Almagul Menlibayeva || Yerbossyn Meldibekov
Hosted by: Aspan Gallery
This exhibition has already taken place
For their first project in the UK, Aspan Gallery present a duo exhibition by two of Central Asia's most prominent contemporary artists, Almagul Menlibayeva and Yerbossyn Meldibekov.
The exhibition title, Almagul Menlibayeva: It's Easy to Be a Line / Yerbossyn Meldibekov: It's Difficult to Be a Point, comes from a phrase by an important Soviet avant-garde artist Sergey Kalmykov (1891-1967): “It's difficult to be a point - it's easy to be a line, as everything in our world is moving”. Kalmykov moved in the 1930s from Moscow to Almaty, where he was able to paint his imaginary parallel universes with fantastical creatures, far removed from the Socialist Realist constraints imposed by the Soviet State. Kalmykov was an important historical figure, and whilst under recognised, the fact of his existence itself had a tremendous impact on the development of the contemporary art scene in Central Asia.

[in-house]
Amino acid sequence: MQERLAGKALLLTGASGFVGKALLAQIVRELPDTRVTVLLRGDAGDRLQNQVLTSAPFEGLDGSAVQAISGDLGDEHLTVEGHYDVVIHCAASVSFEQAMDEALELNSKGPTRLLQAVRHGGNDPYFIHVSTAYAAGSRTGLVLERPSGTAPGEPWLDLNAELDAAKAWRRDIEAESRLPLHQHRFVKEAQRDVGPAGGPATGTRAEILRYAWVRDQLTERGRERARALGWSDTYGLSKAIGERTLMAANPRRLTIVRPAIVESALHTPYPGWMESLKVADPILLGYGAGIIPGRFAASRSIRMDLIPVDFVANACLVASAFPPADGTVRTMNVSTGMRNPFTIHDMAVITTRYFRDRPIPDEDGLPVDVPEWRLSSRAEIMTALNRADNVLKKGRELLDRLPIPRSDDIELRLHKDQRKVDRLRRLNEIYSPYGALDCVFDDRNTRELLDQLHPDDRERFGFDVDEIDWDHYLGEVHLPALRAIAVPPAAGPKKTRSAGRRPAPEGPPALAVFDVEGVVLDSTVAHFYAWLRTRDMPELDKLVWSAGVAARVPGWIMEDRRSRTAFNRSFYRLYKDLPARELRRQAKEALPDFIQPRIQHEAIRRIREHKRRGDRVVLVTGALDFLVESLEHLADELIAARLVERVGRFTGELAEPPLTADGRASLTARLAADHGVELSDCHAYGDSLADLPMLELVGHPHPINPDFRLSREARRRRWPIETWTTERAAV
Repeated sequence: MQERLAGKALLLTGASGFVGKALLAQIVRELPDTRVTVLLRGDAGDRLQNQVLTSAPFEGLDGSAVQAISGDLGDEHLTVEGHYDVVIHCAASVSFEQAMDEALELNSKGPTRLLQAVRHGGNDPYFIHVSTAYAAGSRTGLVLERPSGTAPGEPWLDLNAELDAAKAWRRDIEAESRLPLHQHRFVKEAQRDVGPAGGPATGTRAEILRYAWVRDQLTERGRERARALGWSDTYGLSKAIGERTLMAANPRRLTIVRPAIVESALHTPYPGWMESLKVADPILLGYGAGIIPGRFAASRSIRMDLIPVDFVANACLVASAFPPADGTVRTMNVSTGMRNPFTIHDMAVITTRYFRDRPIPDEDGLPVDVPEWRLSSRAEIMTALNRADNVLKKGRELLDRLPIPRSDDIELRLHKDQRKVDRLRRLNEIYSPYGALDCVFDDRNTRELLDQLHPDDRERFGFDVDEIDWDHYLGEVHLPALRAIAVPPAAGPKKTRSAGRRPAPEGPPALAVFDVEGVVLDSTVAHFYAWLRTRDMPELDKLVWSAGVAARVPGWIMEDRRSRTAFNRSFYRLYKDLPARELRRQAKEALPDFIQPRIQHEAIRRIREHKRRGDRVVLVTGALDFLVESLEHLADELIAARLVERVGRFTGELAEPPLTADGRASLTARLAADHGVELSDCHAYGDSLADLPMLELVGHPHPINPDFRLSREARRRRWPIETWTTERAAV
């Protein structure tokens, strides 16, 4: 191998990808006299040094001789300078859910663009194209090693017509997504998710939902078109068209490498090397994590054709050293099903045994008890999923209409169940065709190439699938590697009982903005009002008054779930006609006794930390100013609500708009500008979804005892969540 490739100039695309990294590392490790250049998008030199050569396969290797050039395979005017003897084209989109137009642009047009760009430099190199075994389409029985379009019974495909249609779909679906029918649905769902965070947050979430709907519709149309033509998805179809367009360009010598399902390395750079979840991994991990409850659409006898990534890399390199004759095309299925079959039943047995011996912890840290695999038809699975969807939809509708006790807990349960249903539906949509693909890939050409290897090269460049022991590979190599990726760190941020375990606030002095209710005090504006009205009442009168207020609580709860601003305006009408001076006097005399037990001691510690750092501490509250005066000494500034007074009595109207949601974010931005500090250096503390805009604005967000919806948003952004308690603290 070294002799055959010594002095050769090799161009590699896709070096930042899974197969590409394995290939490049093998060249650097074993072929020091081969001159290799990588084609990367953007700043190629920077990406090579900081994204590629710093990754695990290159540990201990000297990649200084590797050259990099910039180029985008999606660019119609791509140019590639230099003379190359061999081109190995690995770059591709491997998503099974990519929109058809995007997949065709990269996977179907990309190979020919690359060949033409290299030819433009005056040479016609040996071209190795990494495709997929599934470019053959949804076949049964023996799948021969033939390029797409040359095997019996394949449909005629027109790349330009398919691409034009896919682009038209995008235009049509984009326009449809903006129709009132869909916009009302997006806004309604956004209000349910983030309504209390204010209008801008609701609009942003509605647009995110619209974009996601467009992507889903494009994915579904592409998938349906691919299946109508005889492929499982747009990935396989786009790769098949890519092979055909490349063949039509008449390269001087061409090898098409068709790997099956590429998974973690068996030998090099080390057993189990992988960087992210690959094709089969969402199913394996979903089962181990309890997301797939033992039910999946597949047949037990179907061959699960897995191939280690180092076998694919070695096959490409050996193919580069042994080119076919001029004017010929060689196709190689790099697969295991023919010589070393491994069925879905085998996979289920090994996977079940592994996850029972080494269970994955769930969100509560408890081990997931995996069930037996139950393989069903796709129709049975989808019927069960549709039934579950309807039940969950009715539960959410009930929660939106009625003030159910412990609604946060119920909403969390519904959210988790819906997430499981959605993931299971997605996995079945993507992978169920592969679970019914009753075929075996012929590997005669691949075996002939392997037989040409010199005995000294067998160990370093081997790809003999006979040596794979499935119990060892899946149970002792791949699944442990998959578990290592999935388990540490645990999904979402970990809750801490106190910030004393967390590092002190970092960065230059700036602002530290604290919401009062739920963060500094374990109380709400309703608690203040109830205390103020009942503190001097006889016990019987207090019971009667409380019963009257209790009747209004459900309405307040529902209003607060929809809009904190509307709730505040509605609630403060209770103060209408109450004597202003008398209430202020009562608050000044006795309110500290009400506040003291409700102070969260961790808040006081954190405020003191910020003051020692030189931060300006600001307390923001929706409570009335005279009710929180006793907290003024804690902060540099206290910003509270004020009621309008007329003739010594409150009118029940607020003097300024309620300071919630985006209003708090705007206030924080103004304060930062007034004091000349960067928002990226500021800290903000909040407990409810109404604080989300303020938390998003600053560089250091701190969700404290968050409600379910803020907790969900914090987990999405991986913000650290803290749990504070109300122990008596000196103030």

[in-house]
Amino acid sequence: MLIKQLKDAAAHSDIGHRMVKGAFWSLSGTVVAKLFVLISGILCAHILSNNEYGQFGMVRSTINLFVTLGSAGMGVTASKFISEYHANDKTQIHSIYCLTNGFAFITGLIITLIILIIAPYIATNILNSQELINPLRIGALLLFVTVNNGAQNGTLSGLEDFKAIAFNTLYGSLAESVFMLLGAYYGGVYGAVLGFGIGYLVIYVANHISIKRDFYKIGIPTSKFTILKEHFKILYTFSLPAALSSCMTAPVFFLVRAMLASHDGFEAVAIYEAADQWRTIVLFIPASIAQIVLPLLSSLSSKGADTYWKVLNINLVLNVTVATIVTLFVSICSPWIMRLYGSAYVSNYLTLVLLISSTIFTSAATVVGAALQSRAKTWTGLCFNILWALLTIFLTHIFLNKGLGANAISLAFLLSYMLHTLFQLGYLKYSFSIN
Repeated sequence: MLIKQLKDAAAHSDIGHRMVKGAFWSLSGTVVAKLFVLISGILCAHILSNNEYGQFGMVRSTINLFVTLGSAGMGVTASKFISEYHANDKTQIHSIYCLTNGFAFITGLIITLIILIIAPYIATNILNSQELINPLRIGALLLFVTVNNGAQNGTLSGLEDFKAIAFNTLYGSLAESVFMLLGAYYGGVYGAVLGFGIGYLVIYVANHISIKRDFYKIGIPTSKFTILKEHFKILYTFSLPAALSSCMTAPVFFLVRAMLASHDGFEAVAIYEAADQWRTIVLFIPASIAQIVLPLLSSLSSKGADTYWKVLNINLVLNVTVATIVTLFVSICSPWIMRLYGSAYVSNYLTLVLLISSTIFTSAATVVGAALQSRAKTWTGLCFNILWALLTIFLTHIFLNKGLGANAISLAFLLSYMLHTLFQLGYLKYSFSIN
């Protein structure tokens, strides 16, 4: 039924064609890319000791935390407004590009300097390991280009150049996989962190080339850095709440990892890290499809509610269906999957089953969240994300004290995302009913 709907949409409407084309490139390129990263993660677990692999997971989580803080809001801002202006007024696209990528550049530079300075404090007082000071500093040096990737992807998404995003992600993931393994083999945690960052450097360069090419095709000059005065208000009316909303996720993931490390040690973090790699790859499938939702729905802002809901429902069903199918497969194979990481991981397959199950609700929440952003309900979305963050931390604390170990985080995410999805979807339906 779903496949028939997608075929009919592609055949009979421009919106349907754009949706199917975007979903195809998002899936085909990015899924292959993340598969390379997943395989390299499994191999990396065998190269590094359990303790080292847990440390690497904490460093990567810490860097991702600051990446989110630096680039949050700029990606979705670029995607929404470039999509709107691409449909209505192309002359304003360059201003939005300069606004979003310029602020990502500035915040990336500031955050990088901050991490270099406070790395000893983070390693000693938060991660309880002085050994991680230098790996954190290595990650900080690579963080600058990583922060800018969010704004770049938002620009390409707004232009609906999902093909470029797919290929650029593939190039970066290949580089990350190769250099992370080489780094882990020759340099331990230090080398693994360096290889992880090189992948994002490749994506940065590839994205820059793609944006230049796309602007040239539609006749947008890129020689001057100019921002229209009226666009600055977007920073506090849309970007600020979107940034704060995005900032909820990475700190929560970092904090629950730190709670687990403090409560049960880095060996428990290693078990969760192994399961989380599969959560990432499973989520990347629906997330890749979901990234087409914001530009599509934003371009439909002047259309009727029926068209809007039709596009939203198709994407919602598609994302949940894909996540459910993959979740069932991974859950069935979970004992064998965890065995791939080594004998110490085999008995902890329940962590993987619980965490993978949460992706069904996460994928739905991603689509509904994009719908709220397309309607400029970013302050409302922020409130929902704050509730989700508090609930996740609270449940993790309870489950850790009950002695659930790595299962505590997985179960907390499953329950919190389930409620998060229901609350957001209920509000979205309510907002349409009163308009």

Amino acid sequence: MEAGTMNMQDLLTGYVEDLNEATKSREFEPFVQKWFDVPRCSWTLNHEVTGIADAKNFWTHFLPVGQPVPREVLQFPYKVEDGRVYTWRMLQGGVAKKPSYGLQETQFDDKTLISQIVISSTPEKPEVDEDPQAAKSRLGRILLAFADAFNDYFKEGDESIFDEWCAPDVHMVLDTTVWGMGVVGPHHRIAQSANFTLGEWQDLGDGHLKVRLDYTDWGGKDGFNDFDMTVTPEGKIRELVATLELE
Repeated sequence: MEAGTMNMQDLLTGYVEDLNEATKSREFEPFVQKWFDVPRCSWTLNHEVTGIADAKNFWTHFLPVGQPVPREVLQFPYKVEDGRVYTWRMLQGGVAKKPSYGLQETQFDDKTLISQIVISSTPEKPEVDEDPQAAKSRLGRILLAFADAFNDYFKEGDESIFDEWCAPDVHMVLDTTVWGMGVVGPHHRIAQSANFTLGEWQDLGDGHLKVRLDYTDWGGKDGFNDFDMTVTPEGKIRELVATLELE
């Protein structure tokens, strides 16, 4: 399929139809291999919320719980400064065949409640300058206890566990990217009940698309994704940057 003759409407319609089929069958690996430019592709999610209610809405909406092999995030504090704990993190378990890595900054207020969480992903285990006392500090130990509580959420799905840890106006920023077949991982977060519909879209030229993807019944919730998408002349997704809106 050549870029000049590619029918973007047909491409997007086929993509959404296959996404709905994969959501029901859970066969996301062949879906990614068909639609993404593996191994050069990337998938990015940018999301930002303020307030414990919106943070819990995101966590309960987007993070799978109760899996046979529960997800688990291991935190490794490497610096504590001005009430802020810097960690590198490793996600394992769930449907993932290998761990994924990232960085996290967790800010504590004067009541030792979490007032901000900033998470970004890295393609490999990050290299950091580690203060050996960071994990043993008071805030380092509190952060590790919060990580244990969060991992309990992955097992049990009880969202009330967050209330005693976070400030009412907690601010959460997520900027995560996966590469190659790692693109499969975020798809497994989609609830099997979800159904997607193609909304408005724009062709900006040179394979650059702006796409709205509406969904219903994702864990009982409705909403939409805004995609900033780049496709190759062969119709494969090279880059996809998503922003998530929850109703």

Pictured from left to right:
Almagul Menlibayeva, Madonna of the Great Steppe, 2009
Almagul Menlibayeva, Children of Peri, 2008
Almagul Menlibayeva, Apa, 2003
During the struggle between the colonies of Britain, Russia and China in Central Asia, there was one city that had a strategic importance. Transport nodes of Central Asia, the blood circulation of the whole body took place, were connected at one point in the city centre.
About the Hosts
In 2015, the gallery initiated a series of mid-career retrospectives from a number of Central Asian contemporary artists, held jointly by the A. Kasteev Museum of Arts and Aspan Gallery in Almaty. These were the first museum shows in Central Asia of these artists who, although internationally acclaimed, are little-known in their home countries.
The gallery's focus on Central Asian contemporary art is complemented by its international programme which will introduce a wide range of contemporary art to Central Asia and provide a platform for its understanding and appreciation. It believes in the capacity of art to develop critical and creative thinking, and through that, to transform and open up society.